The Council will discuss the current humanitarian and political situation in Burma. We will highlight the continuing severity of the humanitarian crisis, the need for continued pressure on the regime to live up to its commitments on access and the need for the EU and other donors to provide political and practical support to the UN, ASEAN and NGOs on the ground. We will
also seek to draw the Councils attention to the continued lack of political progress, the regimes unacceptable decision to press ahead with its bogus referendum and to extend the house arrest of Aung San Suu Kyi by a further year.
The Minister for Security, Counter-Terrorism, Crime and Policing (Mr. Tony McNulty): Section 14(1) of the Prevention of Terrorism Act 2005 (the 2005 Act) requires the Secretary of State to report to Parliament as soon as reasonably practicable after the end of every relevant three-month period on the exercise of the control order powers during that period.
Control orders continue to be an essential tool to protect the public from terrorism, particularly where it is not possible to prosecute individuals for terrorism-related activity and, in the case of foreign nationals, where they cannot be removed from the UK.
As stated in previous quarterly statements on control orders, control order obligations are tailored to the individual concerned and are based on the terrorism-related risk that each individual poses. Each control order is kept under regular review to ensure that the obligations remain necessary and proportionate. The Home Office continues to hold control order review groups (CORGs) every quarter, with representation from law enforcement and intelligence agencies, to keep the obligations in every control order under regular and formal review and to facilitate a review of appropriate exit strategies. During this reporting period, five CORGs were held in relation to the orders currently in force. In addition, further meetings were held on an ad hoc basis as specific issues arose.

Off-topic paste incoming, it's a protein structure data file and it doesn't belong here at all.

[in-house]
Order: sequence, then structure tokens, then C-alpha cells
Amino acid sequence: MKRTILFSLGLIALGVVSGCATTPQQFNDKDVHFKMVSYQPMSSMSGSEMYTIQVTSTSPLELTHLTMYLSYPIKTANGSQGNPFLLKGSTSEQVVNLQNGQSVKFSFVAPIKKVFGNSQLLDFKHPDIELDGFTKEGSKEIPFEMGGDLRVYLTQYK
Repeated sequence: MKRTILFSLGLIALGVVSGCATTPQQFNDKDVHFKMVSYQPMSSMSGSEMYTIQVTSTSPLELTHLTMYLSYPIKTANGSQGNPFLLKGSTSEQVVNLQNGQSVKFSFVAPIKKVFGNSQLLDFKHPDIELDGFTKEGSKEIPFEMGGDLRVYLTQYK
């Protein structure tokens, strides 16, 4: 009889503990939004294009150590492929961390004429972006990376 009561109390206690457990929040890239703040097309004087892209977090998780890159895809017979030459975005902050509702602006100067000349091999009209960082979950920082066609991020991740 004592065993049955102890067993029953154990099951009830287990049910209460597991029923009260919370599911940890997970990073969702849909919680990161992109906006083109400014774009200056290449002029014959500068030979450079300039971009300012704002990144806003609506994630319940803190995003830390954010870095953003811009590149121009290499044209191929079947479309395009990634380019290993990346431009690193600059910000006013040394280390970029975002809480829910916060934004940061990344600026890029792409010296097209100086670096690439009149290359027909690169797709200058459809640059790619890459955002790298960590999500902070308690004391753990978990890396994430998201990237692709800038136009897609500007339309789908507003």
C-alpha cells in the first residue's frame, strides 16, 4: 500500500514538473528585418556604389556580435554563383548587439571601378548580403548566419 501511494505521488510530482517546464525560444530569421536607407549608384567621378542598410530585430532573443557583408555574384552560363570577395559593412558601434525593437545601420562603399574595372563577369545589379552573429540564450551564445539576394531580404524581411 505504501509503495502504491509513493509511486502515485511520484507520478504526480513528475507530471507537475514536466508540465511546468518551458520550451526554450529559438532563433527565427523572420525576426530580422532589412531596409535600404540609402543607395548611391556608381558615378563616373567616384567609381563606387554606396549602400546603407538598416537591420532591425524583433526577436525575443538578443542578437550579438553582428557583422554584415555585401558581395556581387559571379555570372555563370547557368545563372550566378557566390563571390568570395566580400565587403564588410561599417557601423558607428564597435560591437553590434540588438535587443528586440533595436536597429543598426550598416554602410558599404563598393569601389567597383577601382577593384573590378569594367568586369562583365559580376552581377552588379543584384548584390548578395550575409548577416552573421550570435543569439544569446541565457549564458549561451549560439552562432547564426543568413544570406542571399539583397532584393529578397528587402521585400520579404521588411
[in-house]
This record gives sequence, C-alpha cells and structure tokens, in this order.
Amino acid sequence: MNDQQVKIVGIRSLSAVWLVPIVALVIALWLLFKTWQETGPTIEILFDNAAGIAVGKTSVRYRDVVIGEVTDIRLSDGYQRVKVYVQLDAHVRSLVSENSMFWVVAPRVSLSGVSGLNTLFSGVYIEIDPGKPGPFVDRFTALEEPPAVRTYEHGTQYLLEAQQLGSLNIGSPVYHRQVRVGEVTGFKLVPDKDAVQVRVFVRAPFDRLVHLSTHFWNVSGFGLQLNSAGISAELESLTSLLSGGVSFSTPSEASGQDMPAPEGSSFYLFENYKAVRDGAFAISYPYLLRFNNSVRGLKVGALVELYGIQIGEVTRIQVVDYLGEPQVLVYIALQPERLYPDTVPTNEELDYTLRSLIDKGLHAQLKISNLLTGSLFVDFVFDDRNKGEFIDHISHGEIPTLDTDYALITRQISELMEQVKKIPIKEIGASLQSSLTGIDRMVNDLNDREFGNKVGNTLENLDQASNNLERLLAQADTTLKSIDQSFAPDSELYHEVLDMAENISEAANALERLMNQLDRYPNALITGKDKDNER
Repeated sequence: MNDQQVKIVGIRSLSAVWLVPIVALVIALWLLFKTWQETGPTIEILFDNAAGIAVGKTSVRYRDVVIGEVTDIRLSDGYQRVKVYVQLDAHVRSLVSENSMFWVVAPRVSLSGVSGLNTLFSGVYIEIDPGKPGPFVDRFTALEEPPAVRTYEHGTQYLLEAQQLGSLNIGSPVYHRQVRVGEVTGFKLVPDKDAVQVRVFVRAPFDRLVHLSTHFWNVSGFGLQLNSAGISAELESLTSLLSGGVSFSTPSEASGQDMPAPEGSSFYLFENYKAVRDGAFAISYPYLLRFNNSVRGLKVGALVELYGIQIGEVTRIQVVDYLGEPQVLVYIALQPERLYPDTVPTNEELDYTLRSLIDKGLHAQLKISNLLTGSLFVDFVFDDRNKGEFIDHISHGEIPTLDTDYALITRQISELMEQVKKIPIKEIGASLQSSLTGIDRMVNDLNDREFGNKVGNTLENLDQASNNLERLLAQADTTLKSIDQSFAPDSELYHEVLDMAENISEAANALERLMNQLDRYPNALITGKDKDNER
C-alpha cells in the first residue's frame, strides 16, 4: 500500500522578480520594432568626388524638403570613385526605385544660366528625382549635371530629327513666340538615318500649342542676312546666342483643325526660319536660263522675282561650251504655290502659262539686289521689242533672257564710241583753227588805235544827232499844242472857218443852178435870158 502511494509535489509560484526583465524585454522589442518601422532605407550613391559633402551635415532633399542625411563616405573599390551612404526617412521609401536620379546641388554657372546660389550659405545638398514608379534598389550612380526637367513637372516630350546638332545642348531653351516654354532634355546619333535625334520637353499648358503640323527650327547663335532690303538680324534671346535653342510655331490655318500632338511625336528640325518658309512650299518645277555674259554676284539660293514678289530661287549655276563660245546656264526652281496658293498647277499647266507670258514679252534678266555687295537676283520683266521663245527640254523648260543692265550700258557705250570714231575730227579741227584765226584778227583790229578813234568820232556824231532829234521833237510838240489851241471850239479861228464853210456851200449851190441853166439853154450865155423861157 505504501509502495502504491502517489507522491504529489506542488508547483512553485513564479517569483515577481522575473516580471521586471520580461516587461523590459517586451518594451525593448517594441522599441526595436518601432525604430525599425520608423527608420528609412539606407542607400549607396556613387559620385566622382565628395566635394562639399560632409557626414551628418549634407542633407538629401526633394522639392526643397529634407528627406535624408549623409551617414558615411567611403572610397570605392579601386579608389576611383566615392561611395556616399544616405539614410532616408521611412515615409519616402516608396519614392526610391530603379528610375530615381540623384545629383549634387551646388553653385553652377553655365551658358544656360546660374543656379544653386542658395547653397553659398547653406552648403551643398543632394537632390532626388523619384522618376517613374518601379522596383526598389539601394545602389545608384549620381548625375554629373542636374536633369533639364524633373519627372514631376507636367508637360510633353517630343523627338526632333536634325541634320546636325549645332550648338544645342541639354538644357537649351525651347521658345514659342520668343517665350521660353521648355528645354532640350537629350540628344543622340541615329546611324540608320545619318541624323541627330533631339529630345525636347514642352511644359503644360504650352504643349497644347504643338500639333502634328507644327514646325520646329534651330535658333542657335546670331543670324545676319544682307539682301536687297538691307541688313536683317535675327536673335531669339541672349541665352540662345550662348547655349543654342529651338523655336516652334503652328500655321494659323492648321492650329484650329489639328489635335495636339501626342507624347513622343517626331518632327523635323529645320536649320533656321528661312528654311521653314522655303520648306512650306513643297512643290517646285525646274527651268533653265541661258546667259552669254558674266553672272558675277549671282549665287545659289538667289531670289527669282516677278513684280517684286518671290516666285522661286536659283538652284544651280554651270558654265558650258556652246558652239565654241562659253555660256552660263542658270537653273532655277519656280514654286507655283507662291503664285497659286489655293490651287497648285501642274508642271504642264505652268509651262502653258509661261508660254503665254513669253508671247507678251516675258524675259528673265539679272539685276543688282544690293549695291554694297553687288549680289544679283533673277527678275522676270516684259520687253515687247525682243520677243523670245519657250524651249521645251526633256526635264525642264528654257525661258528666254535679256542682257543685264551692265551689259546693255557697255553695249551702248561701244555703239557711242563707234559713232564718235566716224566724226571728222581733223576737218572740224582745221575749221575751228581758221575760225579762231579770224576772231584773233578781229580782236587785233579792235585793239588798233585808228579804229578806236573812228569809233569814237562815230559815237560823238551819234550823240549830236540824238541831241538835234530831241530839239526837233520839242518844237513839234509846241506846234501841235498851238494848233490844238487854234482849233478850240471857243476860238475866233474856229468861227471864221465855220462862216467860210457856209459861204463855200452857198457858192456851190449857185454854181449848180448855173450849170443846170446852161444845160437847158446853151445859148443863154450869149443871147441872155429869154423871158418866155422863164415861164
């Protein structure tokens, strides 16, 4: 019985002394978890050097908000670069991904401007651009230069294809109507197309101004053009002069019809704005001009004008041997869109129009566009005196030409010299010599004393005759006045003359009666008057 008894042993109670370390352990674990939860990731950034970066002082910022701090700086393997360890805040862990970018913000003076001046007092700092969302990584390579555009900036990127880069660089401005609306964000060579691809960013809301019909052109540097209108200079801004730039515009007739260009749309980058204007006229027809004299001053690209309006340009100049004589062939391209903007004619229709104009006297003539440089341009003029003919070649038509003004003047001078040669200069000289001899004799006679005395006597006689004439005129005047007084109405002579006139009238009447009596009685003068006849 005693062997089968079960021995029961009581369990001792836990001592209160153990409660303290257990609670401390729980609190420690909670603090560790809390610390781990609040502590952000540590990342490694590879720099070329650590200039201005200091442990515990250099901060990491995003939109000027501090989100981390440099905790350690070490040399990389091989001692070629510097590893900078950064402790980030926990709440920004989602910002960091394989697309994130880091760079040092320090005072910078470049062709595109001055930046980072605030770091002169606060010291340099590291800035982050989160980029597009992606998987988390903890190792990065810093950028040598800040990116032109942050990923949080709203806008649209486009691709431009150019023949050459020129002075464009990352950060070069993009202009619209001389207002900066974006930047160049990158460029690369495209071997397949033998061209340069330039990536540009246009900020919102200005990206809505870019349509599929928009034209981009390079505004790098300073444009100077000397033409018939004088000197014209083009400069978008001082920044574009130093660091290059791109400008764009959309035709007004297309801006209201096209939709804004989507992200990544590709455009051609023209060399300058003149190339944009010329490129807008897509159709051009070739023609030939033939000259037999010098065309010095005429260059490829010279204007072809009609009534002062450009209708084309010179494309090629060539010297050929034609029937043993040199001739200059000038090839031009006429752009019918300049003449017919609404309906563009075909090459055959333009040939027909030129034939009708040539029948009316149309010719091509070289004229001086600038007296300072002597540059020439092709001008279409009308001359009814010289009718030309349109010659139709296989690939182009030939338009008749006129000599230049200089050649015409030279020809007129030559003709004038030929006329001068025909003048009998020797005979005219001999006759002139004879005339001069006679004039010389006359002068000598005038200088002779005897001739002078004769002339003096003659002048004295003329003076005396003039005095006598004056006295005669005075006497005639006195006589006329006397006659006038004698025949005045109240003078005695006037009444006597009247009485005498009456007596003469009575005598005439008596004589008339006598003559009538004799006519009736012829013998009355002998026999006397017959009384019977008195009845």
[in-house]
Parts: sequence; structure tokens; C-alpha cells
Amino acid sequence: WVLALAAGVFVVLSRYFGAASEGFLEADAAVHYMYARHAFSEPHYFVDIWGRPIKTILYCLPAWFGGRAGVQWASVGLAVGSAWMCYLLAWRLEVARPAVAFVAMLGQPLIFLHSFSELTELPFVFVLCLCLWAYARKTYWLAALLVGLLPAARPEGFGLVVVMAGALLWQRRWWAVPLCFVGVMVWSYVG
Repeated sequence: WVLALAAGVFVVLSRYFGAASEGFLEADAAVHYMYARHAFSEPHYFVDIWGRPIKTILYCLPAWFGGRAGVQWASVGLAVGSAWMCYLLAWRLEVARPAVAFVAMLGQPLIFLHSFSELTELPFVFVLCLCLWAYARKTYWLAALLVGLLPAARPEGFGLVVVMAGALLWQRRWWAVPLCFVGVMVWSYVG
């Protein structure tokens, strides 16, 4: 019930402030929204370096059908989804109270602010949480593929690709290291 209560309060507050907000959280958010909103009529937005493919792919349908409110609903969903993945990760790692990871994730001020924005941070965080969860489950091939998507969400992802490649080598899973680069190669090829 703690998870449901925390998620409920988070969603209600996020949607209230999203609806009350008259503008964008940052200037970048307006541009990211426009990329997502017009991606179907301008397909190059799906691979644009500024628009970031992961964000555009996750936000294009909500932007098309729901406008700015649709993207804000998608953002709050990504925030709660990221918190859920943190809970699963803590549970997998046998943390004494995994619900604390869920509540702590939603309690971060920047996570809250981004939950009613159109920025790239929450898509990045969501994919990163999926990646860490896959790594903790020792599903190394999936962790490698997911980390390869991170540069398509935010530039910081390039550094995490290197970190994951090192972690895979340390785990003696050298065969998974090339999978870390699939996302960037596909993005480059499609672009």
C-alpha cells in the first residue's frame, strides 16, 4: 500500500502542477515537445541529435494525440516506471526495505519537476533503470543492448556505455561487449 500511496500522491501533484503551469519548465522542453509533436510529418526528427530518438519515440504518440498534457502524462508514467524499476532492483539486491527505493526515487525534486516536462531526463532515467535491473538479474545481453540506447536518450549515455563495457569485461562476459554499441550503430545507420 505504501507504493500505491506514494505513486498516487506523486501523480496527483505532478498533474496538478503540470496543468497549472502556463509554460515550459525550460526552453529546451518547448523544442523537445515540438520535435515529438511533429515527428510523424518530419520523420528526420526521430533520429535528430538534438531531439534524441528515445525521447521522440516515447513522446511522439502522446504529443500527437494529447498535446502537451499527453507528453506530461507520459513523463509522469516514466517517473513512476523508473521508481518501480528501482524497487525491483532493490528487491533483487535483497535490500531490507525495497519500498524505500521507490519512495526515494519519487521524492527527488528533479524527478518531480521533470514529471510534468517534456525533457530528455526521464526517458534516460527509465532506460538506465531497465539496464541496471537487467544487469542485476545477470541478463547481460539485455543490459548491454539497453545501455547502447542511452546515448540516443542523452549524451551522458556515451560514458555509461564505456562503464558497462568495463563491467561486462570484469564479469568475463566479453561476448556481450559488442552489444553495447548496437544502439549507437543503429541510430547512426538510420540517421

During the period 11 March 2008 to 10 June 2008, six non-derogating control orders were made and served, one control order was renewed in accordance with section 2(6) of the 2005 Act and two control orders were revoked. One further non-derogating control order was made but has not yet been served.
In total, 15 control orders are currently in force, three of which are in respect of British citizens. Two individuals subject to a control order live in the Metropolitan Police service area; the remaining individuals live in other police force areas. All of these control orders are non-derogating.
During this reporting period, 70 modifications of control order obligations were made. 31 requests to modify a control order obligation were refused. A right of appeal exists in sections 10(1) and 10(3) of the 2005 Act respectively against decisions by the Secretary of State to renew a non-derogating control order or modify an obligation imposed by a non-derogating control order without consent, and against decisions by the Secretary of State to refuse a request by a controlled person to modify any such obligation. Eleven appeals have been lodged with the High Court by controlled persons relating to modifications to orders or the renewal of orders in this reporting period. One application for judicial review and interim relief was also submitted to the High Court.